The Good: As always, the staff we encountered were helpful, friendly, enthusiastic, and professional. Registration seemed be moving smoothly on Saturday morning, and when the show floor opened the staff were very well organized.
We have always appreciated the layout of the show floor. The width of the aisles actually makes it possible to stop and look at things without completely gumming up traffic. This year it felt as if some if the aisles were wider than usual, but I think it was just the result of a few wide open areas. There were still narrower aisles with vendors displaying items on the outer walls of their spaces. This is where traffic can get a little hairy as people stop in the aisle.
Something that surprised and excited me this year was the attendance of Weta Workshop on the show floor. I saw their banner hanging from the ceiling before we even got onto the floor and knew I was going to see something cool. For those who don’t know and don’t have a Tolkien obsessed roommate who will watch DVD features for days on end, ensuring that you learn about it whether you care to or not, Weta Workshop is THE production company behind The Lord of the Rings and The Hobbit movie series, among many others. The costumes, weapons, sets, creatures, and CGI, were all designed and built by Weta. Not only was their booth filled with armor, stone dwarf statues, and tons of amazing figures from the movies, but they had some amazing people with them too. Award winning hair and make-up artist Warren Dion Smith was very personable and chatted with us about the materials used in making armor.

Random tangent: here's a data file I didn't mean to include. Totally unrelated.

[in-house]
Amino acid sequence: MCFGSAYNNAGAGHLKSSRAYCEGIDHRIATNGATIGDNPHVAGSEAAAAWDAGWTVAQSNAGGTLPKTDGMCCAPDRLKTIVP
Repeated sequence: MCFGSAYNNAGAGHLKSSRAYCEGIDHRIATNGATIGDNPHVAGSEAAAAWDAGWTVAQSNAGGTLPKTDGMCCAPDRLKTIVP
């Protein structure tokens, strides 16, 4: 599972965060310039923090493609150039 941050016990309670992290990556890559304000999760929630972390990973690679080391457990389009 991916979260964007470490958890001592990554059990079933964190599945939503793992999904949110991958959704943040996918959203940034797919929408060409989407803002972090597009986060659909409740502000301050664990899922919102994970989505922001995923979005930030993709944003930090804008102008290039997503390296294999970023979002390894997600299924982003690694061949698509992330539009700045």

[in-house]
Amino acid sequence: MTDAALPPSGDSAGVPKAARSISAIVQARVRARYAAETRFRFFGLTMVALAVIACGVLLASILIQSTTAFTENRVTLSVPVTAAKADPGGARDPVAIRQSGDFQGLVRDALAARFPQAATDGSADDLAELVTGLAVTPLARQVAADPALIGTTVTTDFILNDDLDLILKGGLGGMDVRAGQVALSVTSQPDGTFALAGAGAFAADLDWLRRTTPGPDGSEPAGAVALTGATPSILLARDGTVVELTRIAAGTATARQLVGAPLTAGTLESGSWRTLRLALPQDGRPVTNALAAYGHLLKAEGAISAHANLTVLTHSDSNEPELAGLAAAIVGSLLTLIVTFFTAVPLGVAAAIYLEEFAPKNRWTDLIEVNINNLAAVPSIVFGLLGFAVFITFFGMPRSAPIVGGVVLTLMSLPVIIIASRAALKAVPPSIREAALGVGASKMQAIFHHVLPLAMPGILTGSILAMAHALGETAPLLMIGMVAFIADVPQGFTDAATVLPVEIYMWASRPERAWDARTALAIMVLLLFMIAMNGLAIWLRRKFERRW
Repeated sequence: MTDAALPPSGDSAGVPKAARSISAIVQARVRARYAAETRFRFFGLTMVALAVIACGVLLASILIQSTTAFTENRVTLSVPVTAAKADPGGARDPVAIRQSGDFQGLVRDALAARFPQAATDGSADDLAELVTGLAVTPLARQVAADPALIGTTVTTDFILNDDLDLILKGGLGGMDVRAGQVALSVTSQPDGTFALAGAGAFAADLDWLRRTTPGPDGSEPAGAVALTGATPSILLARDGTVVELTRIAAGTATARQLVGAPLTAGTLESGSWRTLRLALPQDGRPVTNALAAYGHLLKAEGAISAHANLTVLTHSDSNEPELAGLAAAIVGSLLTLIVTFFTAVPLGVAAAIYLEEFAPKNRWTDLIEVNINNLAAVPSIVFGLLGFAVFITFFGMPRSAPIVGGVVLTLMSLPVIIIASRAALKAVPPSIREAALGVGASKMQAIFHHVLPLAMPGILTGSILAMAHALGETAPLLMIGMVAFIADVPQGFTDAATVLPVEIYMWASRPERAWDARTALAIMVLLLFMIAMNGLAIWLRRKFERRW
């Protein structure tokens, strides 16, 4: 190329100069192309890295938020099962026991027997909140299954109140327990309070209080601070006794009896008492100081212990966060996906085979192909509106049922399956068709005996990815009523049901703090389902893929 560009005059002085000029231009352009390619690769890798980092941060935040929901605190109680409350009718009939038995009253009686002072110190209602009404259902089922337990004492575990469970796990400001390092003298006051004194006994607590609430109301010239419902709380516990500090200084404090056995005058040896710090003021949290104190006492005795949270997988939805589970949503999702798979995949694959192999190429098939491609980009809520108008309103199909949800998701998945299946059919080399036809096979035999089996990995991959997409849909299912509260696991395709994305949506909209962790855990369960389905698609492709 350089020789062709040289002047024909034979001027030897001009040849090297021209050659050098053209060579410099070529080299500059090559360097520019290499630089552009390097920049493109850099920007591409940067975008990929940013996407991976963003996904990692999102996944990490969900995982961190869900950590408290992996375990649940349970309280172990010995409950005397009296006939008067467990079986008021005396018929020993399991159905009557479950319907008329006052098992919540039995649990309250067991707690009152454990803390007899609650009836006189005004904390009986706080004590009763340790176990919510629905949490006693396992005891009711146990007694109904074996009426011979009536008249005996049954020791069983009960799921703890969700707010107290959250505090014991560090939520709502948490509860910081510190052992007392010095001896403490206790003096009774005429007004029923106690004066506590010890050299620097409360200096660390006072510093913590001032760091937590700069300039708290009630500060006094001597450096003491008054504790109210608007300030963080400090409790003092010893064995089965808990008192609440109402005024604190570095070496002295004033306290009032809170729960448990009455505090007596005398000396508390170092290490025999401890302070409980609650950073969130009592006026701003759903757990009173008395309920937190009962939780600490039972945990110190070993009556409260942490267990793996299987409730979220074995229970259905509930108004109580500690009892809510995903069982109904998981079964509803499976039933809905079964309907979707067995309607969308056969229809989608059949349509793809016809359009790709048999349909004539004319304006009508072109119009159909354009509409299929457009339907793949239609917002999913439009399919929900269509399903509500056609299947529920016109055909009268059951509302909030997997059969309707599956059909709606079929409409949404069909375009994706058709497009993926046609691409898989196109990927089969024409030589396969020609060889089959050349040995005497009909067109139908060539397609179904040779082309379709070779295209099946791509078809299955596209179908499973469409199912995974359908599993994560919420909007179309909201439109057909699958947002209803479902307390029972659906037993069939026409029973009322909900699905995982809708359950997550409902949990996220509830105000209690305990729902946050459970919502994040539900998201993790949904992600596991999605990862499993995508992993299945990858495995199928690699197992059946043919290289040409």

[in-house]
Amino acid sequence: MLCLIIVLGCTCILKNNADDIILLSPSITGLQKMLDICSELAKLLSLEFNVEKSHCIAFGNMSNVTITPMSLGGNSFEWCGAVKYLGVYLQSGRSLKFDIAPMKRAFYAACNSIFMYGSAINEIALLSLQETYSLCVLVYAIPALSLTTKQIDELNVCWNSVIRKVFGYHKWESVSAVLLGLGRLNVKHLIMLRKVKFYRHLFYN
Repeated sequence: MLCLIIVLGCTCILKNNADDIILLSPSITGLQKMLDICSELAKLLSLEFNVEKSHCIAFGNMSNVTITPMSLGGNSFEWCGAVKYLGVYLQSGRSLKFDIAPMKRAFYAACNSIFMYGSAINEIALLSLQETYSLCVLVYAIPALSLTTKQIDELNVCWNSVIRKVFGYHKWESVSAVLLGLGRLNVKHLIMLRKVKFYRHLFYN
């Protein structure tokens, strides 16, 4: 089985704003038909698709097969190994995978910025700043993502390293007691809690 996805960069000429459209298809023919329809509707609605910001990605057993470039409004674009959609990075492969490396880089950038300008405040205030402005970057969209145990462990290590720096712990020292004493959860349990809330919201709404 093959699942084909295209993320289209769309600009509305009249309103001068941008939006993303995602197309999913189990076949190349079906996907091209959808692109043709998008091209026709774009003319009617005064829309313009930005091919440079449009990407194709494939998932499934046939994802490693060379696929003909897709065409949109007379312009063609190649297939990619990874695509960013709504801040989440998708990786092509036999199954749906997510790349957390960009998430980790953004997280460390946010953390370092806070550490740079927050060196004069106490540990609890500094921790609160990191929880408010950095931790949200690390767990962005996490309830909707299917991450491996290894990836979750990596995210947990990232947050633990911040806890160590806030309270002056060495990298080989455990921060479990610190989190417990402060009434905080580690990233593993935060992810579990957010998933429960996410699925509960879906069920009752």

One of the things I like about C2E2 is the shear breath of topics you will find up for discussion. There are panels discussing every aspect of being a fan from cosplay to forum interaction. There are panels that focus on the social aspects of media, particularly the roles women play. One of the panels that caught our eye this year was a discussion on ethnic diversity in media. The panel touched on many aspects of the fact that minorities are not often given the lead roles in media, including how this impacts fans of various ethnic backgrounds, right down to their cosplay choices. It was something that had never crossed my mind, not being in a minority myself, but listening to the discussion forced me to realize how correct they are. It made me wish that the panel room was bigger, and more people were there to hear the truth and help inspire a change.
The Bad: For two years running I have had the same complaint now. The scheduling of the guest Q&A sessions is more beneficial to the guest than the attendees who would like to actually hear from them. Last year I was thrilled at the chance to meet Molly Quinn, known for her role as Alexis on Castle. I was heart broken when I found out her only solo Q&A was on Friday, and I could not take off of work just to come see her. She had a Sunday panel, but she was paired with another guest and I couldn’t justify the drive back into the City.